Tory MPs set to revolt against Boris Johnson over ban on lobbying and second jobs

Boris Johnson faces a confrontation with his backbenchers today as he pushes for MPs to be banned from taking on second jobs as consultants.

Steven Swinford,Henry Zeffman,

The prime minister gave in yesterday to pressure over sleaze by proposing that MPs be barred from acting as paid political consultants. He also called for a limit on the amount of time MPs can spend on outside interests.

He will push his plans to a vote in the Commons today in an attempt to outflank Labour. The move represents a significant shift in Johnson’s position a fortnight after his botched attempt to block the suspension of Owen Paterson, a former cabinet minister.

There was a backlash yesterday from Tory MPs with outside interests, who accused him of “capitulation”. One said: “It’s pouring petrol on to the flames. He’s caved to the left. Now if you have a consultancy it will be assumed you’re evil.”

Another MP said that Johnson announced the plans because he was concerned about being embarrassed during an appearance before the liaison committee of MPs this afternoon. “There’s a lot of unease. It’s the lurching, the U-turning, the lack of consultation.”

However, the proposals do not bar MPs from taking paid directorships or acting as consultants in non-political roles. Many of the 29 Tory MPs who act as consultants believe that they will be able to continue working because their second jobs are unrelated to parliament.

There was more concern on the back benches about plans to place “reasonable limits” on outside work by MPs to ensure they are focused on their constituents. “It looks very odd,” one senior Tory MP said. “How do you determine how much time people should be spending on something? How do you arbitrate on that? How do you define parliamentary consultancy?”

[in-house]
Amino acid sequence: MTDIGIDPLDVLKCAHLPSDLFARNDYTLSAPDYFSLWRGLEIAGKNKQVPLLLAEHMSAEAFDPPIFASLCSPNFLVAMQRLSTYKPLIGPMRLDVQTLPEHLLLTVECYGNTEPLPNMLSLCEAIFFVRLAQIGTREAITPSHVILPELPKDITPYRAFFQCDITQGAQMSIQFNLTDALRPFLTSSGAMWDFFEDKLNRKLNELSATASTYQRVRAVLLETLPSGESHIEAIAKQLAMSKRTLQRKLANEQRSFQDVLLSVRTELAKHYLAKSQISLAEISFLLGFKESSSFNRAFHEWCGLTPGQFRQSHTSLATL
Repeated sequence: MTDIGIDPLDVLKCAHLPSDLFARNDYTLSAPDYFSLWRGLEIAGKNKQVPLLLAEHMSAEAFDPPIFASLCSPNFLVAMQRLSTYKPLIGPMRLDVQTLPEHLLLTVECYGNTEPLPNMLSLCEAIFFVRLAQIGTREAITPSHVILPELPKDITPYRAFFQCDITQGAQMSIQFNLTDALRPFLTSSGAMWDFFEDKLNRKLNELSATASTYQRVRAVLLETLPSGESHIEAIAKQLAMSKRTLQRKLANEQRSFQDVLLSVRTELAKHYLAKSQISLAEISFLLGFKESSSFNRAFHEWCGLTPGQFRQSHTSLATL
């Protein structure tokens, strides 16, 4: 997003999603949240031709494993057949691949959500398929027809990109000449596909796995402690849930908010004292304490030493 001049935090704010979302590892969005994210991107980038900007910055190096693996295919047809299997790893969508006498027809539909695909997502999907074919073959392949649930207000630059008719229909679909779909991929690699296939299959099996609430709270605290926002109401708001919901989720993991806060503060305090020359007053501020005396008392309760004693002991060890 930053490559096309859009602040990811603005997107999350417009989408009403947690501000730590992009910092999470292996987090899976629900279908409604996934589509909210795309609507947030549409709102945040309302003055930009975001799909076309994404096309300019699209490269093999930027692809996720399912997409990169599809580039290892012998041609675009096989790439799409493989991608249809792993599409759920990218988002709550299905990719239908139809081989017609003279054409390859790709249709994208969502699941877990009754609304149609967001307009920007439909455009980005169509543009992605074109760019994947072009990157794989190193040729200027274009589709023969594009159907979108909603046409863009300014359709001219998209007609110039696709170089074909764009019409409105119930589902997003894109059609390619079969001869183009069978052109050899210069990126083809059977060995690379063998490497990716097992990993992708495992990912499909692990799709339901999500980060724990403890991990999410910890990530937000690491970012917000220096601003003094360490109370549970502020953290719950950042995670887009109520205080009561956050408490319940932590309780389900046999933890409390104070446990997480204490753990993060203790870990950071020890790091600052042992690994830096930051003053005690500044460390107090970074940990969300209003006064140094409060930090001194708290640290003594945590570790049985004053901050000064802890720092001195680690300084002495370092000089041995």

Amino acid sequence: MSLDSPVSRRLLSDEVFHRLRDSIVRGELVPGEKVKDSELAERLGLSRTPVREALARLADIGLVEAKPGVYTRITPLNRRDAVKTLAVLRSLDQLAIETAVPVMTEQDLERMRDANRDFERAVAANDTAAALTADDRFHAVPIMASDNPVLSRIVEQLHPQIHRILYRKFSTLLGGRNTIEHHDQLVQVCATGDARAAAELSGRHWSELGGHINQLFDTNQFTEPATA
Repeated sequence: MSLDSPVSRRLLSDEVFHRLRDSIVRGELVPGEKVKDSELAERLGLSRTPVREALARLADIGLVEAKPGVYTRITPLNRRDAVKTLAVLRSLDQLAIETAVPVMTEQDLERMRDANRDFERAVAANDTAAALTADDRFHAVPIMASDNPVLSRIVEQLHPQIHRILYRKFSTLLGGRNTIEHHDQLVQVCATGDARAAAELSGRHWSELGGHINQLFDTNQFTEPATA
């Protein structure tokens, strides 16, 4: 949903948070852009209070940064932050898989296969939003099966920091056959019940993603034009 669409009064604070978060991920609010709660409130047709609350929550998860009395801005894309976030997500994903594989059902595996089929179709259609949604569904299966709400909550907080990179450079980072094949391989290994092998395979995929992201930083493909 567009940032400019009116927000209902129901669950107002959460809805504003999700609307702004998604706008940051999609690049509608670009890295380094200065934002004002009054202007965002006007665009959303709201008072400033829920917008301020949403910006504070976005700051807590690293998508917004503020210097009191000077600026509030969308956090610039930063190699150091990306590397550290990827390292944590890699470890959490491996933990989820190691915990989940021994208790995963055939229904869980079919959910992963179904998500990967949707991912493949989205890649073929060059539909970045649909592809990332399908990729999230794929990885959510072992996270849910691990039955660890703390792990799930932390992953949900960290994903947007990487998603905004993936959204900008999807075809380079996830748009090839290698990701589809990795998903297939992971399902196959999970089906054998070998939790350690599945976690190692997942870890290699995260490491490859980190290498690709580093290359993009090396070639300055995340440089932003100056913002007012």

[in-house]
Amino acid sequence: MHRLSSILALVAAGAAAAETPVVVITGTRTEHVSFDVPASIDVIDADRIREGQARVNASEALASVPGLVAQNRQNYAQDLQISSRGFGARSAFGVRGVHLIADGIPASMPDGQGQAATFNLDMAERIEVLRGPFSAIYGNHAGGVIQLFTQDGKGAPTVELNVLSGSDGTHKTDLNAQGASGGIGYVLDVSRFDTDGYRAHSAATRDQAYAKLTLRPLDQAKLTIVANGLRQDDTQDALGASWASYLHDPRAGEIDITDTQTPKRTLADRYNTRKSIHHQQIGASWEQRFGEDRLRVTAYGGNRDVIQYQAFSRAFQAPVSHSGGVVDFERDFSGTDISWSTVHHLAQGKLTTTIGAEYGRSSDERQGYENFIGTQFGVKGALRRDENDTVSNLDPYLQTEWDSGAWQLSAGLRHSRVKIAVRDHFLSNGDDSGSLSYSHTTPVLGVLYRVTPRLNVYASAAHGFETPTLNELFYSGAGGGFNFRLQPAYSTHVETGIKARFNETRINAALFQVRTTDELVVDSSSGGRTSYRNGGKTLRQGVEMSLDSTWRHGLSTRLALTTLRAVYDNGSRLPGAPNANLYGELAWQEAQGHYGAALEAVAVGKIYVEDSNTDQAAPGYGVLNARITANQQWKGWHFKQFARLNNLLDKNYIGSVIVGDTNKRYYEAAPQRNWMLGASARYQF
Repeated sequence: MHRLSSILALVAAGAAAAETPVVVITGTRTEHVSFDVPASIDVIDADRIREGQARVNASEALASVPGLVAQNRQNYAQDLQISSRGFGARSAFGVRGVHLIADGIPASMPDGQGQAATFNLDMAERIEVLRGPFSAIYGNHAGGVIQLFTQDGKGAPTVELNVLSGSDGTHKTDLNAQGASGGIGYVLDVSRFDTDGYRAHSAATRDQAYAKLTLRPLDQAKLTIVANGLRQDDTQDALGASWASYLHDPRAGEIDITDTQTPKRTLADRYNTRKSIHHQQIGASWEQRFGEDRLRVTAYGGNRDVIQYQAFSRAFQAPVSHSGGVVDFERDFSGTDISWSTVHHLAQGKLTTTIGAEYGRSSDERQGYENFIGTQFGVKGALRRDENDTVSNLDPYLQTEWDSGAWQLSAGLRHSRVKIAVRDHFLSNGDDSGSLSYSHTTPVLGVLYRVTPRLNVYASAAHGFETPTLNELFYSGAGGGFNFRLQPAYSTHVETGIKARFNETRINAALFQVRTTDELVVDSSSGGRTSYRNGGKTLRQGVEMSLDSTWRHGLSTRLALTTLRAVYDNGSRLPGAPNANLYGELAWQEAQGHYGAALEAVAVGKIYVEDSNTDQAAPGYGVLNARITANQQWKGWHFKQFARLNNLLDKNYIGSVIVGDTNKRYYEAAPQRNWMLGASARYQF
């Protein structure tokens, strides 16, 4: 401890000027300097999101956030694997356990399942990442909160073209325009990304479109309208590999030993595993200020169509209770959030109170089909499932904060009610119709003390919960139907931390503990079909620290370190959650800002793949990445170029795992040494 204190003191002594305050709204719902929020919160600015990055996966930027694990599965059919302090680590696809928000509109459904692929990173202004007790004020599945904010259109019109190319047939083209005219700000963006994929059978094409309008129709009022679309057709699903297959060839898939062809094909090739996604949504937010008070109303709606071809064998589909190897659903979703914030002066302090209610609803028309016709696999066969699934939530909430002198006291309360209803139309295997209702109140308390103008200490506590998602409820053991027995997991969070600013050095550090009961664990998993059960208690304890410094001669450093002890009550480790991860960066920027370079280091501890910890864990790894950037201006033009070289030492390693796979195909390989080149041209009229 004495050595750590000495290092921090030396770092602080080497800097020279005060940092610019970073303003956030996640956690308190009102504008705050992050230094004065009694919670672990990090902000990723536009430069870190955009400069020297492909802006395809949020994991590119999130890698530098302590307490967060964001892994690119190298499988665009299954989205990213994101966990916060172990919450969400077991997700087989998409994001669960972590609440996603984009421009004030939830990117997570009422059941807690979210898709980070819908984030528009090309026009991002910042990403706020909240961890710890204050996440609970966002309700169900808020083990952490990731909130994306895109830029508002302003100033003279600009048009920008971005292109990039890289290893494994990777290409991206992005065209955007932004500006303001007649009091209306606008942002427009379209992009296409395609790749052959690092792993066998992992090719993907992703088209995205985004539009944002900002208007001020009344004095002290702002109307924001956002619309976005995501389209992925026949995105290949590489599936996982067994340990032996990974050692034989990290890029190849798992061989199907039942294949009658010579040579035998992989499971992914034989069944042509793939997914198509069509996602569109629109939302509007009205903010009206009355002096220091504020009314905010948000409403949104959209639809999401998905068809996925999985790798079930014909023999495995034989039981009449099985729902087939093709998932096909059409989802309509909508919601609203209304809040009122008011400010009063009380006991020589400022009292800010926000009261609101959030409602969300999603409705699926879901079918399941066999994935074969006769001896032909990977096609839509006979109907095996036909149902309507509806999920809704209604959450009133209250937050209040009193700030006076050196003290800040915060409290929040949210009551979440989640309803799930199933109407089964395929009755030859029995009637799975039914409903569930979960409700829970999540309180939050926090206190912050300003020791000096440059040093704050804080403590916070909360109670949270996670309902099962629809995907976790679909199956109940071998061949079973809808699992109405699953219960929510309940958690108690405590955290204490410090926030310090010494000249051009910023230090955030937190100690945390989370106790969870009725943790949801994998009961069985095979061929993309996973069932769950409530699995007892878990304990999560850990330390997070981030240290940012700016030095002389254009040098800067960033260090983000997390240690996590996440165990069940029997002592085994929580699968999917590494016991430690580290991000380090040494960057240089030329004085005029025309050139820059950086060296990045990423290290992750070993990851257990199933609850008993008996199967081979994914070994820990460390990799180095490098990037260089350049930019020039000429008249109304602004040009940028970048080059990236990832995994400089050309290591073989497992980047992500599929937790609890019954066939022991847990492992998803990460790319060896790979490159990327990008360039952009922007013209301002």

In a letter to Sir Lindsay Hoyle, the Speaker, Johnson identified two recommendations from a 2018 report by the committee on standards in public life for inclusion in an updated code of conduct for MPs. One of the new provisions would be that “any outside activity undertaken by an MP, whether remunerated or unremunerated, should be within reasonable limits and should not prevent them from fully carrying out their range of duties”.

The move follows criticism of Sir Geoffrey Cox, a former attorney-general, who voted in parliament from the Caribbean while advising the government of the British Virgin Islands in a case brought by the British government.

The other would state that “MPs should not accept any paid work to provide services as a parliamentary strategist, adviser or consultant, for example, advising on parliamentary affairs or on how to influence parliament and its members”.

Johnson published his letter moments before Sir Keir Starmer, the Labour leader, began a speech about his proposals to ban most outside earnings for MPs.

The government’s amendment calls for “cross-party work” to “bring forward recommendations” on changes in line with Johnson’s ideas by the end of January. Unlike Labour’s motion, it does not specify that that work must be completed by the standards committee.

Labour accused the government of “dirty tricks” last night because its amendment does not guarantee parliamentary time for a vote on changing the standards rules next year.

There are 25 politicians who spend the equivalent of at least one working day a week on outside work for which they are paid. Almost one in four Tory MPs spend at least 100 hours a year on their second job.

Chris Bryant, a Labour MP and chairman of the standards committee, which is already looking into the code of conduct, accused Downing Street of “flapping about like a demented chicken”.

Johnson held a Downing Street reception last night for Tory MPs from the 2019 intake during which he apologised for “driving the golf ball into the sandpit” over his handling of the Paterson vote and sleaze allegations.

Sidmouth and Ottery councillors clash over Four Elms Hill roadworks at meeting

Cllr. Stuart Hughes acting as high handed as ever – Owl

Joe Ives, Local Democracy Reporter

Roadworks at a notorious accident blackspot near Sidmouth are expected to be completed in the next day or two, but a Devon County Council highways chief has been criticised for the “undemocratic” way he’s handled the concerns raised about the road.

Councillor Stuart Hughes (Conservative, Sidmouth), cabinet member for highway management at Devon County Council (DCC), says the roadworks on the A3052 Four Elms Hill near Sidmouth which started on Monday should be completed by Wednesday. The works involve new double-white lines indicating ‘no overtaking’, signs urging motorists to slow down and a skid-resistant surface on parts of the road.